SOP 512 in the name of Andrew Little was put forward for the House to consider while it was in committee. But any other MP can also put forward an SOP to make changes and this is where things got tangled.
Green MP Golriz Ghahraman put forward an SOP to change Andrew Little’s SOP so it would allow all prisoners to enrol to vote and also, that they must be told they’re eligible to enrol.
The first part enfranchising all prisoners was voted down but the second part was supported by the National Party and agreed to.
The result was a bill that doesn’t allow for all prisoners to enrol to vote but requires all prisoners to be told that they are. It also says that their details should be sent to the Electoral Commission to be put on the electoral roll.
The rules make it difficult to correct this once it’s been agreed to but MPs can agree to set aside the rules and National MP Nick Smith tried to make this happen during the bill’s third and final reading in the House.
“I seek leave of the House, under Standing Order 74, for a motion to discharge the bill and for it to be referred back to the select committee,” he said.
“It is unworkable law. It would require our prison officers to act illegally. The correct way for the House to ensure that we're not passing law that puts our prison officers in that impossible position would be for us to discharge the bill and refer it back to the Justice Committee.”
For this to work, everyone in the House needs to agree and if one person says no, then the request is denied - which is what happened. Going back to select committee would likely have delayed the bill until the following election.
The bill passed its third and final reading as it was and given Royal Assent which means it becomes law.
So last Tuesday the Minister of Justice Andrew Little brought in another bill to fix the problem: the Electoral (Registration of Sentenced Prisoners) Amendment Bill (No 2).
To make sure it is passed in time for this year’s election it was put through all its stages under urgency in just one evening.
The National Party, ACT Party, and Jami-Lee Ross opposed the bill but the Labour Party, New Zealand First, and the Green Party supported it.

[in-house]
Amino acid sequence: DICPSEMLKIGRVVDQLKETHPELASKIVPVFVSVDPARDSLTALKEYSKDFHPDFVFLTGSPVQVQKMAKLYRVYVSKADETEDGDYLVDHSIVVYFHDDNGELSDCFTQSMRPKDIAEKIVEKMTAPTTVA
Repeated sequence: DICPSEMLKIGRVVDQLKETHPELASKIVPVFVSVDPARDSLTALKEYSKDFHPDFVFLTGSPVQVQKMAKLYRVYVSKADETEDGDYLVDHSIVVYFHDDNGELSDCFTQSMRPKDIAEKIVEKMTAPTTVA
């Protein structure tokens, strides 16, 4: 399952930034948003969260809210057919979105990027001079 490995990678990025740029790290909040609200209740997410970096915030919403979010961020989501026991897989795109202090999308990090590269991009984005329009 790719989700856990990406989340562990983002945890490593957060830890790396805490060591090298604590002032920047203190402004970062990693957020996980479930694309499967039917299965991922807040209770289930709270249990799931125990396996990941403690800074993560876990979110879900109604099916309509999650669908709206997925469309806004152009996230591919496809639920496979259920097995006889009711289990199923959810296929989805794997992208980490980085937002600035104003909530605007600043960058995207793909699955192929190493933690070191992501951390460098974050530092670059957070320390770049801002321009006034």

At its first reading Green MP Golriz Ghahraman explained why the Green Party will support the bill despite it removing the bit that was put forward in her name.
“It's very, very usual in an MMP Government that minor parties and members who are outside of Government—as I am—may put up an SOP to further their party's position on a Government bill and have it be voted upon.
“Those SOPs are, of course, drafted by the parliamentary drafters and, in this case, it was in two parts and the National Party did vote on one part of that bill. Unfortunately, they didn't vote on the substantive part; they voted on an administrative part, which would have had the effect of requiring prison staff to inform prisoners that they have the right to vote who don't and retaining prisoners on the roll who don't have the right to vote, because the substantive part was not voted upon.”
Ms Ghahraman said this was an issue that needed to be corrected because it would create administrative work for the Electoral Commission but still wouldn’t allow the prisoners to vote.
“We do want to tidy it up, but not because we are giving up on the fight to restore universal voting rights to all New Zealanders,” she said.
“But we do support this bill because we do believe in having law that's consistent and effective.”
The bill was passed through all its stages on Tuesday night and becomes law after it receives Royal Assent which is the Governor General’s signature.
So what are the rules on prisoner voting now? Prisoners sentenced to less than three years can enrol to vote while in prison and prisoners sentenced to three years or more are given the opportunity to be enrolled on release from prison.